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Mar 23 (GIN) – At home she was subjected to death threats for defending women in northeastern Kenya who are vulnerable to rape, female circumcision and murder. This month, Amran Abdundi Amram was cheered as a hero as she collected the 2015 Index on Censorship Freedom of Expression Award for Campaigning.

The 15th annual freedom prize was presented this month by the U.K.-based international organization that promotes and defends the right to freedom of expression. The award honors outstanding individuals in four categories: Journalism, arts, campaigning and digital activism.

Abdundi, who heads up Frontier Indigenous Network (FIN), has been setting up shelters along the border between Kenya and Somalia - an area where militant groups pose a growing threat to local communities. In addition to the shelters, FIN maps out conflict areas, targets the illegal arms trade and has set up radio listening groups.

In thanking the judges, Abdundi acknowledged the efforts of local women with whom she had worked for over a decade. “This award goes to marginalized women of northern Kenya … for fighting outdated cultural practices that deny them the right to own property, that expose them to dangerous practices like FGM, and threaten them with sexual exploitation.”

Other women FIN defends include “conflict concubines” who were abducted by armed youths at the height of armed violence in northern Kenya and acted as comfort women for armed militias. “When these women came back from conflict zones with children born out of wedlock, they were rejected by their families. This award is for them.”

Lastly, she thanked the women who used loud speakers to block their attackers. “We documented the abuses along the border,” she said.

“The women of northern Kenya will now know that their struggles and their efforts to fight for their rights are being recognised internationally,” she said. “You are a true partner of the women of northern Kenya.”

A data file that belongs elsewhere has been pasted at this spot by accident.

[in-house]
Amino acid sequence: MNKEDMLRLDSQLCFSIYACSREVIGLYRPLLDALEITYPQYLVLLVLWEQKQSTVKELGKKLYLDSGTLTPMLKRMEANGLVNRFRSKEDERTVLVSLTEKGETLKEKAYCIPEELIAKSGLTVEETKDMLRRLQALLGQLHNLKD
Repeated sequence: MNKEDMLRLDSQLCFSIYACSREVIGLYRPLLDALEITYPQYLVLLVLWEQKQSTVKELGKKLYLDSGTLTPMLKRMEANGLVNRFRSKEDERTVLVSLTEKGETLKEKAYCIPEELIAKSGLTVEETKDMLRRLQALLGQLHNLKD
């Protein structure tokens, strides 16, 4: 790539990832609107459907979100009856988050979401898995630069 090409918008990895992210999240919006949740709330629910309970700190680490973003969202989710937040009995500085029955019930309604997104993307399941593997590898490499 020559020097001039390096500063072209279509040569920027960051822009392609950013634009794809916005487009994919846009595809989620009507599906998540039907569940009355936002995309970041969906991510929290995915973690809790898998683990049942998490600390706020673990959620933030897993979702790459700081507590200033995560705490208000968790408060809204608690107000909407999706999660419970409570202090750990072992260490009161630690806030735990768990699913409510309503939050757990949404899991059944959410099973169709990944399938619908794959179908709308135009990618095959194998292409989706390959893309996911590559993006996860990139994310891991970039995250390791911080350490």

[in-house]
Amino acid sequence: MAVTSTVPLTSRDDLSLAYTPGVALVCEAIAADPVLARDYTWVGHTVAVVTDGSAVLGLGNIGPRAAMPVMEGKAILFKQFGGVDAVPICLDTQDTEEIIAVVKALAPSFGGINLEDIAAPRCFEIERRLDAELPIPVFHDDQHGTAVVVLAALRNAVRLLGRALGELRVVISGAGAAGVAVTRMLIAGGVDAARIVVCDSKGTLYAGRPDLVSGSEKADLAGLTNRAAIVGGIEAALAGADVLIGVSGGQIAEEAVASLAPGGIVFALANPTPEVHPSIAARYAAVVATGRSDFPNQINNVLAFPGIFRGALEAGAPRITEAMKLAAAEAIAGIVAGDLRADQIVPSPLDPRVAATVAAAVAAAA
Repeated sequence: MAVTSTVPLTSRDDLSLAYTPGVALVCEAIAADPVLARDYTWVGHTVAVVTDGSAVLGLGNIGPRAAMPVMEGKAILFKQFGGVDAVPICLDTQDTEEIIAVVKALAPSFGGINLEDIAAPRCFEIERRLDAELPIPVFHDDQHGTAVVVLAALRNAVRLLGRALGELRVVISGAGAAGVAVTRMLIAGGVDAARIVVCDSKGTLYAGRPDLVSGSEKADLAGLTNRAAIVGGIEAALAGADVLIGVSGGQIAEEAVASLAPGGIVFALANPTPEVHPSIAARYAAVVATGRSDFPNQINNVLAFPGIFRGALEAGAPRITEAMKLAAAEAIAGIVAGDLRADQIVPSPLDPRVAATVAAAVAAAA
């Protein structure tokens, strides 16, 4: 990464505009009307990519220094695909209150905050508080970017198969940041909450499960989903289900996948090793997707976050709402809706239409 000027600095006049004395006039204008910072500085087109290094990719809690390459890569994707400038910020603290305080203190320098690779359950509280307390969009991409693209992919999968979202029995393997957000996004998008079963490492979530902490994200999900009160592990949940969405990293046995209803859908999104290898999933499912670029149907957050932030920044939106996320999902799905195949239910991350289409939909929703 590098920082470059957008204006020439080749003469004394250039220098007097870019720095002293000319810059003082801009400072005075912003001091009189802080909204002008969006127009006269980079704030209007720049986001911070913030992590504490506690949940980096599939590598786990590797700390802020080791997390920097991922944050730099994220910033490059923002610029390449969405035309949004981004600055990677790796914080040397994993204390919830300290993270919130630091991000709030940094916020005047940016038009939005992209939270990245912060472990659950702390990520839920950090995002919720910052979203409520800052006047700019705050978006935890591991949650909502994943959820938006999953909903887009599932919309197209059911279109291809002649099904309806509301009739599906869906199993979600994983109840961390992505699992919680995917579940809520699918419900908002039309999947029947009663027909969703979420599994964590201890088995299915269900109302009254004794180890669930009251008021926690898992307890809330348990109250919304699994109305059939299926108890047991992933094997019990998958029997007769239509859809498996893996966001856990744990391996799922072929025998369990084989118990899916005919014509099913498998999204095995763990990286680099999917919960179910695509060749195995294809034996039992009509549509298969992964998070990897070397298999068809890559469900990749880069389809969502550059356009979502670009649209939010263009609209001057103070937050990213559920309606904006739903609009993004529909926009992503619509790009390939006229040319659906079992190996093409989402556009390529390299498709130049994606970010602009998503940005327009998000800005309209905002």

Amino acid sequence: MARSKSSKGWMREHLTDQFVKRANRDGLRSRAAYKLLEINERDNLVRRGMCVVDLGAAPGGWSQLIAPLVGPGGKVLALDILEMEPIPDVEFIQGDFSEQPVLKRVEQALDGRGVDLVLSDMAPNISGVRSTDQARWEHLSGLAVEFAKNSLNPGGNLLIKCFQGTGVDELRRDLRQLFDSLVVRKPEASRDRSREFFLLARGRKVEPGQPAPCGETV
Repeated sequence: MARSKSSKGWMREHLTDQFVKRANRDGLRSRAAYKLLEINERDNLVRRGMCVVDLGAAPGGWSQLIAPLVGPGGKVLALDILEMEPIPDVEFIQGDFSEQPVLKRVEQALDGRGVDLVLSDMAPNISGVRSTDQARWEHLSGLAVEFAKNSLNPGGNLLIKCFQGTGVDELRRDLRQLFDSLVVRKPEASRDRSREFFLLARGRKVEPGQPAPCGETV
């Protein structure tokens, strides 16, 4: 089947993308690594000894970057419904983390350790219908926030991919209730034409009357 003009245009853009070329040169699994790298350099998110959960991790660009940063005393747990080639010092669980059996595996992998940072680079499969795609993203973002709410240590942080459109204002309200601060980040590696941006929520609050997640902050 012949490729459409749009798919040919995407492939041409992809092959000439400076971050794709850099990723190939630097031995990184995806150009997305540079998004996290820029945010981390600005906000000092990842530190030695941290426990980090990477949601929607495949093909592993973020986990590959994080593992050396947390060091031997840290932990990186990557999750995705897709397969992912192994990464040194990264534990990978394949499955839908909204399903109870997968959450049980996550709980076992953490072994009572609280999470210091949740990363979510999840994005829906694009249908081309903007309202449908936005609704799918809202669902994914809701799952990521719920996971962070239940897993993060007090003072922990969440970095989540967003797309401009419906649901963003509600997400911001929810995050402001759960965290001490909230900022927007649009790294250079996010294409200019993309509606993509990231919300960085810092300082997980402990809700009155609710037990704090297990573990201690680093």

Also recognized by the Index was Angolan journalist Rafael Marques de Morais. Marques was singled out for his courageous work exposing corruption in government and business in Angola.

Among his investigative pieces was an expose of the ruling family of Pres. Jose Eduardo dos Santos whose daughter Isabel controls over a billion dollars in assets obtained through her father, according to Marques. In 2011, he wrote a book called “Blood Diamonds: Torture and Corruption in Angola,” which recounts 500 cases of torture and 100 killings that took place over 18 months in a diamond-mining district in Angola. According to the book, the torture and killings were carried out by guards from a private security firm and by members of the Angolan Armed Forces.

Next week, Marques is scheduled to appear before a court on defamation and criminal libel charges filed by nine Angolan generals and the private security firm used by the President. “This week I may be jailed for writing a book on human rights abuses,” Marques said.  

Letters protesting his prosecution have been sent to the African Commission and the U.N. by Reporters Without Borders, the Committee to Protect Journalists, Human Rights Watch and 14 other human rights and free speech groups.

Accepting his award, Marques dedicated it to “my fellow Ethiopian colleagues Eskinder Nega, Reeyot Alemo and the Zone 9 bloggers. They are all in jail, currently serving some of the harshest sentences in Africa for the crime of exercising their right to freedom of expression.” Alemu, he added, has been denied adequate health care although in “desperate” need.

Other winners for 2015 were Mouad “El Haqed” Belghouat, a rapper from Morocco; Safa Al Ahmad, a Saudi journalist, and the Hungarian freedom of information website Atlatszo. w/pix of A. Abdundi Amram

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